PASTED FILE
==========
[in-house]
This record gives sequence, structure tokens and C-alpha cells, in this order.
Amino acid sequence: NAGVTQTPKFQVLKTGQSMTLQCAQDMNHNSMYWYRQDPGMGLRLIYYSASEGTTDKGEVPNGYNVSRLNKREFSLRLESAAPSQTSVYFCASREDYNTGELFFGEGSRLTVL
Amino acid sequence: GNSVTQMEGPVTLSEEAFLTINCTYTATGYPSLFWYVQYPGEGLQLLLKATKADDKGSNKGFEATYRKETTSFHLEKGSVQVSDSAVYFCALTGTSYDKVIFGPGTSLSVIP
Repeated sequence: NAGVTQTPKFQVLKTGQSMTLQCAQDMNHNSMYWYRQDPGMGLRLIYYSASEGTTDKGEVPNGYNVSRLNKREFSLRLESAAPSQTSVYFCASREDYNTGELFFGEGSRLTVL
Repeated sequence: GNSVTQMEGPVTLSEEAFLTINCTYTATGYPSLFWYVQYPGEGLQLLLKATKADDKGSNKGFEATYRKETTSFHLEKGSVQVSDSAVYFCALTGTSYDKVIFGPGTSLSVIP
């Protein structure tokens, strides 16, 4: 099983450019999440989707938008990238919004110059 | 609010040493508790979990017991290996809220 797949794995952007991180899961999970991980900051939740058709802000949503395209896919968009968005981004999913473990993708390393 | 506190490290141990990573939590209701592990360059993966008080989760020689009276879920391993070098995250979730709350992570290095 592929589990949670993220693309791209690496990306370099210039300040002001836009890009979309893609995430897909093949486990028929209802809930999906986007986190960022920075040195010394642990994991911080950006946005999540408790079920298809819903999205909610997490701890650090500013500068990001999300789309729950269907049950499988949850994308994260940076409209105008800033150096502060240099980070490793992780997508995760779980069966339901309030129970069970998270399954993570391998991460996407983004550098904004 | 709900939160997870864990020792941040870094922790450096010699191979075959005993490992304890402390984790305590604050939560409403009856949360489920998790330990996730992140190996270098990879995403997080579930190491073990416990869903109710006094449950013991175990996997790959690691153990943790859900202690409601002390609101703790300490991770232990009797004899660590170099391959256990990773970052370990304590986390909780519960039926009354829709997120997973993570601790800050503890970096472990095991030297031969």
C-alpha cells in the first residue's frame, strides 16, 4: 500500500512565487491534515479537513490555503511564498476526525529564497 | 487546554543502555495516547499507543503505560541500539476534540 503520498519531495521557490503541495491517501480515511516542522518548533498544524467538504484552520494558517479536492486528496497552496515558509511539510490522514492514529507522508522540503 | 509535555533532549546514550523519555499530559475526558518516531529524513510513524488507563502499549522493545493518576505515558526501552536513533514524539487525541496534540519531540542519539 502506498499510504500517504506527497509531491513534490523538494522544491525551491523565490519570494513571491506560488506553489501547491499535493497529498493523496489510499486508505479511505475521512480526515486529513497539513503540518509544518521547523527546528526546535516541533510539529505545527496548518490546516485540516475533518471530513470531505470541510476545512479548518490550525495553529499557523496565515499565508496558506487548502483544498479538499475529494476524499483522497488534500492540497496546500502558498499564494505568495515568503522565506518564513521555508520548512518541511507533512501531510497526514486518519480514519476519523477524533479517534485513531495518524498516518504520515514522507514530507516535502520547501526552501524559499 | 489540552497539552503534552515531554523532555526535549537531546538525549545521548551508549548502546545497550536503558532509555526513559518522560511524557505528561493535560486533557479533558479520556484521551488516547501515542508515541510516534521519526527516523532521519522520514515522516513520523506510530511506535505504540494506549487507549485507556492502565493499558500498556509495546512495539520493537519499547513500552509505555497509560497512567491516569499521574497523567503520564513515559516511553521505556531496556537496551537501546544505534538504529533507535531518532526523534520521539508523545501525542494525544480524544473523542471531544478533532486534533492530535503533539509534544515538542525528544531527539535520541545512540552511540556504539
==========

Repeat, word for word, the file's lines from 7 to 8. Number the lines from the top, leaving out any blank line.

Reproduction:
């Protein structure tokens, strides 16, 4: 099983450019999440989707938008990238919004110059 | 609010040493508790979990017991290996809220 797949794995952007991180899961999970991980900051939740058709802000949503395209896919968009968005981004999913473990993708390393 | 506190490290141990990573939590209701592990360059993966008080989760020689009276879920391993070098995250979730709350992570290095 592929589990949670993220693309791209690496990306370099210039300040002001836009890009979309893609995430897909093949486990028929209802809930999906986007986190960022920075040195010394642990994991911080950006946005999540408790079920298809819903999205909610997490701890650090500013500068990001999300789309729950269907049950499988949850994308994260940076409209105008800033150096502060240099980070490793992780997508995760779980069966339901309030129970069970998270399954993570391998991460996407983004550098904004 | 709900939160997870864990020792941040870094922790450096010699191979075959005993490992304890402390984790305590604050939560409403009856949360489920998790330990996730992140190996270098990879995403997080579930190491073990416990869903109710006094449950013991175990996997790959690691153990943790859900202690409601002390609101703790300490991770232990009797004899660590170099391959256990990773970052370990304590986390909780519960039926009354829709997120997973993570601790800050503890970096472990095991030297031969």
C-alpha cells in the first residue's frame, strides 16, 4: 500500500512565487491534515479537513490555503511564498476526525529564497 | 487546554543502555495516547499507543503505560541500539476534540 503520498519531495521557490503541495491517501480515511516542522518548533498544524467538504484552520494558517479536492486528496497552496515558509511539510490522514492514529507522508522540503 | 509535555533532549546514550523519555499530559475526558518516531529524513510513524488507563502499549522493545493518576505515558526501552536513533514524539487525541496534540519531540542519539 502506498499510504500517504506527497509531491513534490523538494522544491525551491523565490519570494513571491506560488506553489501547491499535493497529498493523496489510499486508505479511505475521512480526515486529513497539513503540518509544518521547523527546528526546535516541533510539529505545527496548518490546516485540516475533518471530513470531505470541510476545512479548518490550525495553529499557523496565515499565508496558506487548502483544498479538499475529494476524499483522497488534500492540497496546500502558498499564494505568495515568503522565506518564513521555508520548512518541511507533512501531510497526514486518519480514519476519523477524533479517534485513531495518524498516518504520515514522507514530507516535502520547501526552501524559499 | 489540552497539552503534552515531554523532555526535549537531546538525549545521548551508549548502546545497550536503558532509555526513559518522560511524557505528561493535560486533557479533558479520556484521551488516547501515542508515541510516534521519526527516523532521519522520514515522516513520523506510530511506535505504540494506549487507549485507556492502565493499558500498556509495546512495539520493537519499547513500552509505555497509560497512567491516569499521574497523567503520564513515559516511553521505556531496556537496551537501546544505534538504529533507535531518532526523534520521539508523545501525542494525544480524544473523542471531544478533532486534533492530535503533539509534544515538542525528544531527539535520541545512540552511540556504539